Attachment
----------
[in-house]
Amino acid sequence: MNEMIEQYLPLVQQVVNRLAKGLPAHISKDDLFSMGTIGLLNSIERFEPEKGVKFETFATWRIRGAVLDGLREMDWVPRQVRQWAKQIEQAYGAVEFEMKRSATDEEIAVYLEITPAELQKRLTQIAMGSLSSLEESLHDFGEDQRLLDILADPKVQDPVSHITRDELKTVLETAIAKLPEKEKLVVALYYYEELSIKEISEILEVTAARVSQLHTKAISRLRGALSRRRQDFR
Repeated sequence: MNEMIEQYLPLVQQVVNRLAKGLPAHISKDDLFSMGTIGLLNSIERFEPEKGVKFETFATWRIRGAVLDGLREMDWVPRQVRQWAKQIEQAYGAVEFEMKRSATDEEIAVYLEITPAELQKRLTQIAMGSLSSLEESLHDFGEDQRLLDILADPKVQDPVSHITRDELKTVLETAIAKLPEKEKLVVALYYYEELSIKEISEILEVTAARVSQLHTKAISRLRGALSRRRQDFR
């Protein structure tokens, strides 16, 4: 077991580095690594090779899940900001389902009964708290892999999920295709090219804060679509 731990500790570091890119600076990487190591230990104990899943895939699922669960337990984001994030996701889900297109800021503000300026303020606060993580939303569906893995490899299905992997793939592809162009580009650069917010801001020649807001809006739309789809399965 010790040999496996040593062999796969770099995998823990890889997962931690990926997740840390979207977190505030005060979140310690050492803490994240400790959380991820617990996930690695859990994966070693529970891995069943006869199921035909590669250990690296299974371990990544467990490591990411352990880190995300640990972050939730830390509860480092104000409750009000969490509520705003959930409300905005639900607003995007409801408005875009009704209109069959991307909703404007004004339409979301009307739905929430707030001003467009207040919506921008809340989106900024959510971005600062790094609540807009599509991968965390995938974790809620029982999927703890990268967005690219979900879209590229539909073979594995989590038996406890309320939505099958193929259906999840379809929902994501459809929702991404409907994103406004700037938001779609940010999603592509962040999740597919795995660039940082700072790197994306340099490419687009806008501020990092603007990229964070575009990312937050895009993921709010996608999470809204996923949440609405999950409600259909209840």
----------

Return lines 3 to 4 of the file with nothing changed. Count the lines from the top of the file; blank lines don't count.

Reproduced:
Repeated sequence: MNEMIEQYLPLVQQVVNRLAKGLPAHISKDDLFSMGTIGLLNSIERFEPEKGVKFETFATWRIRGAVLDGLREMDWVPRQVRQWAKQIEQAYGAVEFEMKRSATDEEIAVYLEITPAELQKRLTQIAMGSLSSLEESLHDFGEDQRLLDILADPKVQDPVSHITRDELKTVLETAIAKLPEKEKLVVALYYYEELSIKEISEILEVTAARVSQLHTKAISRLRGALSRRRQDFR
């Protein structure tokens, strides 16, 4: 077991580095690594090779899940900001389902009964708290892999999920295709090219804060679509 731990500790570091890119600076990487190591230990104990899943895939699922669960337990984001994030996701889900297109800021503000300026303020606060993580939303569906893995490899299905992997793939592809162009580009650069917010801001020649807001809006739309789809399965 010790040999496996040593062999796969770099995998823990890889997962931690990926997740840390979207977190505030005060979140310690050492803490994240400790959380991820617990996930690695859990994966070693529970891995069943006869199921035909590669250990690296299974371990990544467990490591990411352990880190995300640990972050939730830390509860480092104000409750009000969490509520705003959930409300905005639900607003995007409801408005875009009704209109069959991307909703404007004004339409979301009307739905929430707030001003467009207040919506921008809340989106900024959510971005600062790094609540807009599509991968965390995938974790809620029982999927703890990268967005690219979900879209590229539909073979594995989590038996406890309320939505099958193929259906999840379809929902994501459809929702991404409907994103406004700037938001779609940010999603592509962040999740597919795995660039940082700072790197994306340099490419687009806008501020990092603007990229964070575009990312937050895009993921709010996608999470809204996923949440609405999950409600259909209840």